Therefore, we find that the HRC was clearly wrong in finding that Mr. Akl proved his claim for constructive discharge.

IV.

CONCLUSION

      Based upon the foregoing, we find the July 9, 2009, final order of the HRC to be clearly wrong in light of the reliable, probative, and substantial evidence in the record. We have determined from the record that the evidence was insufficient to sustain Mr. Akl's claims for disparate treatment, hostile work environment, and constructive discharge. Therefore, the July 9, 2009, final order of the HRC is hereby reversed.
                                                      Reversed.      


Footnote: 1

      There were other issues raised by Ford Motor, but we need not resolve those matters in light of our resolution of the three issues addressed.


Footnote: 2

      The order of the ALJ states that Ford Motor “is in the business of acquiring credit, approving credit and providing credit packages to the Ford dealerships.”


Footnote: 3

      The record indicates Mr. Akl received several nonsupervisor promotions prior to being sent to Huntington.


Footnote: 4

      Ford Motor conducts the surveys at all of its branch offices.


Footnote: 5

      It should be noted that Ford Motor had an Anti-Harassment - Zero Tolerance policy which included the following pertinent language:



        The Company expects its employees to be mindful of the following responsibilities as we collectively strive for a respectful, professional, harassment-free work environment.

         Employee Responsibilities

        . Refrain from making jokes and using language which may be offensive to others (including profanity)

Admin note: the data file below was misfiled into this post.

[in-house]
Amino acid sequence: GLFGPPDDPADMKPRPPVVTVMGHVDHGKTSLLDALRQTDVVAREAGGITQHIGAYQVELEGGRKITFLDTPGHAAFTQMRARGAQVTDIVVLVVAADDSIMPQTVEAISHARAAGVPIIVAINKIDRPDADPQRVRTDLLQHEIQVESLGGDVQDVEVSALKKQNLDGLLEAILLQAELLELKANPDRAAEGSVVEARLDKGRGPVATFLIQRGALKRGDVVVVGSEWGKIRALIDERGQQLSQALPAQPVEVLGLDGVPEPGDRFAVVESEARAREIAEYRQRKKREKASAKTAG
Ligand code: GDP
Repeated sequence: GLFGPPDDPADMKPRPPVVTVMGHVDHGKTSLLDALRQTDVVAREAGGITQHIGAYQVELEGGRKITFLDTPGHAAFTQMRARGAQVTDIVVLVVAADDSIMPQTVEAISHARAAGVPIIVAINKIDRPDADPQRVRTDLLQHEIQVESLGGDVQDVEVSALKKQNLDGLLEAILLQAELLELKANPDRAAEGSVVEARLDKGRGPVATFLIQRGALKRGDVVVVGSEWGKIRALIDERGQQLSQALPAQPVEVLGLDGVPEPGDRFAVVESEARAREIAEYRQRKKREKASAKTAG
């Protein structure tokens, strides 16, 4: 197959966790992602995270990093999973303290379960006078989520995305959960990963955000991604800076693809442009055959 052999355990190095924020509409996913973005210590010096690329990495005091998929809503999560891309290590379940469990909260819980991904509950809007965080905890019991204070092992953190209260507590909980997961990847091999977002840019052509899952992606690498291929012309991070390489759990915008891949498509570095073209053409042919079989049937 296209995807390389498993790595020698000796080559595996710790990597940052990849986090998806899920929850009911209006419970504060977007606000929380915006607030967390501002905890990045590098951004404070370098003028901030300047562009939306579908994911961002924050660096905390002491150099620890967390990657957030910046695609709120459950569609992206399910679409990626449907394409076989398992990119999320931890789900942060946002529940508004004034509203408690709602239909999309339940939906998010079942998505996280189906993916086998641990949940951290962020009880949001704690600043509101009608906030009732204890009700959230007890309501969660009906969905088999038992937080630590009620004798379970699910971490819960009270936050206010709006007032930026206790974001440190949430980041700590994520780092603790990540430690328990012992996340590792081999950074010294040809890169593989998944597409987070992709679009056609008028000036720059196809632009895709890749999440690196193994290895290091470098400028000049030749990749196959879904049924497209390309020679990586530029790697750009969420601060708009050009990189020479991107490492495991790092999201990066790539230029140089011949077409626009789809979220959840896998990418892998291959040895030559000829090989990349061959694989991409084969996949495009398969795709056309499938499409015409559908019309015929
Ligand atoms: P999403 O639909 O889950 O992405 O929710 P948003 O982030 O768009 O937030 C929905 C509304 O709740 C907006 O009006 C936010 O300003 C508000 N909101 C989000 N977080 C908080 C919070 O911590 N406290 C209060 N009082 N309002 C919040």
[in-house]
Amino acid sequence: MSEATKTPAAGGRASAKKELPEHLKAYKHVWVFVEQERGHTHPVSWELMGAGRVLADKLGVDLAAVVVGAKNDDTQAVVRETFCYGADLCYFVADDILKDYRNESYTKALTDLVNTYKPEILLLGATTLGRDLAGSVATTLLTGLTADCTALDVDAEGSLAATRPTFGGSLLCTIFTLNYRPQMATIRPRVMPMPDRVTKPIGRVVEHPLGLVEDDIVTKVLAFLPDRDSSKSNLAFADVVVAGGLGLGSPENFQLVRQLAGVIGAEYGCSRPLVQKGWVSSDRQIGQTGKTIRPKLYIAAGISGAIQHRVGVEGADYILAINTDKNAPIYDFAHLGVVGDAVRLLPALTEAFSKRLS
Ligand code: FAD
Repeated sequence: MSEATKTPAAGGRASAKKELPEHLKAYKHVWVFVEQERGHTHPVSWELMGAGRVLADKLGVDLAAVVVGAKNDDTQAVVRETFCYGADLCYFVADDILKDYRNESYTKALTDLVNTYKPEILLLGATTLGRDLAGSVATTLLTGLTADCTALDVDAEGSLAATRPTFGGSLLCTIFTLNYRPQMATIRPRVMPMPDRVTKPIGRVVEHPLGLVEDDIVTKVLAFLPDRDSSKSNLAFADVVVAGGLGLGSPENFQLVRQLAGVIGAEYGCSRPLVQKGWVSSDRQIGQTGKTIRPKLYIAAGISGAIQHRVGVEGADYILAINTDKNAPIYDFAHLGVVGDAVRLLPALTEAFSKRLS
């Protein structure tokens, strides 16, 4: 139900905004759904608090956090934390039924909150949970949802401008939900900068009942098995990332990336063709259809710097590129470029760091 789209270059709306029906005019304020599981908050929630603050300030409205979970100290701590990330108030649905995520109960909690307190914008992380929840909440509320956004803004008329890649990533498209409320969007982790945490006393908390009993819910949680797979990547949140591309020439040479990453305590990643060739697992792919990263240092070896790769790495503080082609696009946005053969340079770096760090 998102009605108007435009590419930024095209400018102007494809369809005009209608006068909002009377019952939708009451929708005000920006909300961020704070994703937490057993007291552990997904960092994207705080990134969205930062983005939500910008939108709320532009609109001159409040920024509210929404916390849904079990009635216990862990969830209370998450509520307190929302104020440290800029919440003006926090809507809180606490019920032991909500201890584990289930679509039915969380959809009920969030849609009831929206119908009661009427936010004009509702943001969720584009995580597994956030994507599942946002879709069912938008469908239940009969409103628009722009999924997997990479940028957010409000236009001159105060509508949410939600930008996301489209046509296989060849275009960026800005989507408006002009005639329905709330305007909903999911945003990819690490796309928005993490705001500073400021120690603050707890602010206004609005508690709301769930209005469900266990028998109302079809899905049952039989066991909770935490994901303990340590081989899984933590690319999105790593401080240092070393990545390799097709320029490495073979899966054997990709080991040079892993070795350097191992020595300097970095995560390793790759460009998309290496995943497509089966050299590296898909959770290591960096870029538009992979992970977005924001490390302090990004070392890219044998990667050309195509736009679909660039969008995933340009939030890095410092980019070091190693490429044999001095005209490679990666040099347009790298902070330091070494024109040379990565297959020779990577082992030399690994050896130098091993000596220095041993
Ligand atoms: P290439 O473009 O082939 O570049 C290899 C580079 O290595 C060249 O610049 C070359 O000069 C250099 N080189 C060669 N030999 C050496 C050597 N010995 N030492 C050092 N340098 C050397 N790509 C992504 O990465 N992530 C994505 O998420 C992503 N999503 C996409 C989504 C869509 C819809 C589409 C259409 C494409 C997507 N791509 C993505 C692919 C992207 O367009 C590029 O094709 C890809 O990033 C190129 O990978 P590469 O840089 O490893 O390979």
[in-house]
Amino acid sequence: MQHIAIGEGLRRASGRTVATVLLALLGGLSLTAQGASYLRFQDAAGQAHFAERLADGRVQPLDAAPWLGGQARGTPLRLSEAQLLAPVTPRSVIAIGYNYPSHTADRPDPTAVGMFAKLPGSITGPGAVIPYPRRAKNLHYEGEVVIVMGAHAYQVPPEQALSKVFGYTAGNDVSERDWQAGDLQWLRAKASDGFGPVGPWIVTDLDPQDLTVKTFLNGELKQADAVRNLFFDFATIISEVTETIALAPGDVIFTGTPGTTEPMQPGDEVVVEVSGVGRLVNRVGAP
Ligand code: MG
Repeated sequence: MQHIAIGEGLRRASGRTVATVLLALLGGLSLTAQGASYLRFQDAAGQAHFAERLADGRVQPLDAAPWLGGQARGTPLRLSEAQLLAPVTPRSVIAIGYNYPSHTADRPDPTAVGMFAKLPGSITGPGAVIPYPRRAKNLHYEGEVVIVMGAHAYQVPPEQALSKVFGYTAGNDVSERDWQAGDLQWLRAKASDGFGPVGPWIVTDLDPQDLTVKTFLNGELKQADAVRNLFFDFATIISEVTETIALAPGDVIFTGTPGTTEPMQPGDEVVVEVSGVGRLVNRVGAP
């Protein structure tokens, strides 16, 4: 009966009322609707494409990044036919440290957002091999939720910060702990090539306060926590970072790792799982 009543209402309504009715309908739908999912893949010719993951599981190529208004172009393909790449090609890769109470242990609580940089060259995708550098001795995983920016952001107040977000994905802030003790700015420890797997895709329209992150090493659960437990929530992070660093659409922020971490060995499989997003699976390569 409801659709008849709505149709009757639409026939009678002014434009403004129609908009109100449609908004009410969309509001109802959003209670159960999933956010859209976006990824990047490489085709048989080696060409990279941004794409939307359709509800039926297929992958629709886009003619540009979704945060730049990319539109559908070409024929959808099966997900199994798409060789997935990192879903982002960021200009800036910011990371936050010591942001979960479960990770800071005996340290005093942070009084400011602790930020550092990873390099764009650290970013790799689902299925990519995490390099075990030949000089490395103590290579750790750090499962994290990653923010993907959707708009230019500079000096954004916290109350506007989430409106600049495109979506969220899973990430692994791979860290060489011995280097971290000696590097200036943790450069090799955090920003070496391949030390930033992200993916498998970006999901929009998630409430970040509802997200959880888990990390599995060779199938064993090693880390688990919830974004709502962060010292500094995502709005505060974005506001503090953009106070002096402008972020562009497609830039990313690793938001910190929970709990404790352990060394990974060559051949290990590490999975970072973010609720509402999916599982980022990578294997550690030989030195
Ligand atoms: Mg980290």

. Discourage others from engaging in such behavior

        . Refuse to participate in activities which promote or encourage conduct which may be offensive to others                

        . . . .

        . Report all potential violations of harassment, discrimination, retaliation to the appropriate Human Resources personnel or through the Company's hotline at (888) 735-6650

        . . . .

         Violations of the Zero-Tolerance - Anti-Harassment Directive
        Employees who violate this Directive will be subject to discipline up to and including termination, even for the first violation.


Footnote: 6

      It should be noted that, in spite of the reprimand and demotion, Mr. Akl's salary and other benefits were not affected.


Footnote: 7

      On the same date that Mr. Akl was given the letter of reprimand and demotion, his immediate supervisor, David MacDonald, was also given a letter of reprimand. Mr. MacDonald's letter of reprimand stated the following:

              A recent investigation revealed that Nabil Akl regularly used profanity, made vulgar statements and engaged in lewd conversations and jokes which included sexually explicit comments while on the operations floor. When questioned regarding these incidents, you admitted you were aware of some of these violations and provided specific examples of the inappropriate behavior.